NBC SANEitizes Their Outlook on Food


Margaret: For a long time, we’ve heard the same advice about how to lose weight — eat less, exercise more. In author, Jonathan Bailor’s bestselling book, The Calorie Myth, he argues that you can actually eat more and exercise less simply by focusing on the types of food and calories we eat, not the numbers involved. Here with us is nutrition and exercise expert, Jonathan Bailor. It’s great to see you again. How are you doing?

Jonathan: Thank you for having me.

Margaret: So let’s talk, first of all, about the very title of the book. What is the calorie myth?

Jonathan: The calorie myth is this idea that counting calories is the key to long-term wellness. That is absolutely a myth and, in fact, it’s part of the cause of the obesity epidemic.

Margaret: And why is that?

Jonathan: Calories don’t give us a full picture of what we’re eating. In fact, they just give us a very limited and inaccurate picture of what we’re eating. We need to look at the quality of food we’re consuming; not the quantity of calories.

Margaret: Okay. And I remember wondering about this when I was a little kid — Is a calorie a calorie? Like, if I ate 2,000 calories’ worth of cane sugar or 2,000 calories’ worth of salmon, would it come out the same way? And the answer is no, because they behave differently in our bodies. So how is it we figure out what we should be eating?

Jonathan: We can use a very simple acronym that I call SANE. We look at the satiety, aggression, nutrition, and efficiency of calories.

Margaret: That sounds pretty fierce. What does that mean?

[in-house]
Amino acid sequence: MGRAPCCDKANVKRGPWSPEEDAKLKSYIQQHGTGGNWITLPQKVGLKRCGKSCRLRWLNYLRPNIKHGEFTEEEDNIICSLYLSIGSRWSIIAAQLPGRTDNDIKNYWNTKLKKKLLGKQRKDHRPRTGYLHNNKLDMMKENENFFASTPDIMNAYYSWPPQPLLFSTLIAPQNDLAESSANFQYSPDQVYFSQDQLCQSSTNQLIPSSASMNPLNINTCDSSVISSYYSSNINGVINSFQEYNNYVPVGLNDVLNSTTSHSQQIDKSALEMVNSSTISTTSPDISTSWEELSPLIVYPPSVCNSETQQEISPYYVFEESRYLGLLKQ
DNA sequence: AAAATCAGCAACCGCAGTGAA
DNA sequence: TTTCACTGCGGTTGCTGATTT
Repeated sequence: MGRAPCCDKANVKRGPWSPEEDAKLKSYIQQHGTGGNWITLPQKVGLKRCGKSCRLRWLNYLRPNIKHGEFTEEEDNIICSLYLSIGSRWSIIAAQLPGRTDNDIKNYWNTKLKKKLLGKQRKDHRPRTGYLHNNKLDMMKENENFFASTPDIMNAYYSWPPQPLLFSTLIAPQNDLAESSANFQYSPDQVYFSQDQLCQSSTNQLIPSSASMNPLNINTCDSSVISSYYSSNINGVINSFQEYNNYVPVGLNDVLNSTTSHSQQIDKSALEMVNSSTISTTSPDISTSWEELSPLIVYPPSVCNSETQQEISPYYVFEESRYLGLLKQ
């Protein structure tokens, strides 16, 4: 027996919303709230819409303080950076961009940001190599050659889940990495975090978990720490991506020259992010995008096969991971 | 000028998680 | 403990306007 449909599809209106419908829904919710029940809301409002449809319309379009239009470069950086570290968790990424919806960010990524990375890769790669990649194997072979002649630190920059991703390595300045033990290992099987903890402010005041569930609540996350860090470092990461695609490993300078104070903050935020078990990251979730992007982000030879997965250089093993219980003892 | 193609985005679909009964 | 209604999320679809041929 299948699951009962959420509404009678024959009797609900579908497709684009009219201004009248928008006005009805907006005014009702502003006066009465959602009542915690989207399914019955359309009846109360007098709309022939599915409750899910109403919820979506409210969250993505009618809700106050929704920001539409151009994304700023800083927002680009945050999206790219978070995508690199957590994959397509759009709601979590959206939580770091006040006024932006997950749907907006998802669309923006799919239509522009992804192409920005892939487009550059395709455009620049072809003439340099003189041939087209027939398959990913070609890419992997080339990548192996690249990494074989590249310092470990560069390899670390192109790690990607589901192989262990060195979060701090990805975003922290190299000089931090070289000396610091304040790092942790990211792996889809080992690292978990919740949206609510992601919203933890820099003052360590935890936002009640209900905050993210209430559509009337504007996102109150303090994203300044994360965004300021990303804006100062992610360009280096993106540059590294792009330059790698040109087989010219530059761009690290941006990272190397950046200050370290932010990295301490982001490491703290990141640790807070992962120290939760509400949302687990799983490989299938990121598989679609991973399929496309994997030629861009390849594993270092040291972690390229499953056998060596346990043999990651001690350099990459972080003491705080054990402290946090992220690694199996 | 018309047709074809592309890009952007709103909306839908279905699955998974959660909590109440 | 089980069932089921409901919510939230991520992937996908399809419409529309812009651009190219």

Jonathan: It’s very, very simple. We want to look at foods that are found directly in nature, foods that are high in water, fiber, and protein. So think non-starchy vegetables, nutritious proteins, and whole food fats like nuts and seeds.

Margaret: What about salted caramel? Is that found in nature? Just checking.

Jonathan: It is on this lovely island I’ve recently discovered.

Margaret: Oh, really? The island of denial?

Jonathan: Yes.

Margaret: Okay, so that’s one way of looking at it — the natural foods. What should we be looking at in terms of other qualities? Like, we hear so much about good carbs, bad carbs; good fats, bad fats. What are we talking about?

Jonathan: Focus on nature versus not in nature, rather than good versus bad. For example, do you find bread bushes in nature?

Margaret: Not as much as I’d like.

Jonathan: Not as much as we’d like but we do find fruits and vegetables, which are carbs, in nature. So focus on nature first, or natural versus non-natural versus these arbitrary good versus bad labels.

Margaret: Okay, that sounds like that’s actually pretty easy. We can do that. Now, non-SANE foods — things that we should just — many say no to because they may taste good but are like literally killing us.

Jonathan: Think predominantly refined starches and sweets — these are the things that didn’t even exist in our food supply prior to the obesity epidemic and if you trace their presence in any culture, they are what caused the obesity and diabetes epidemics.

Margaret: So give me some examples.

Jonathan: Soda, candy, cake, pie — those types of things.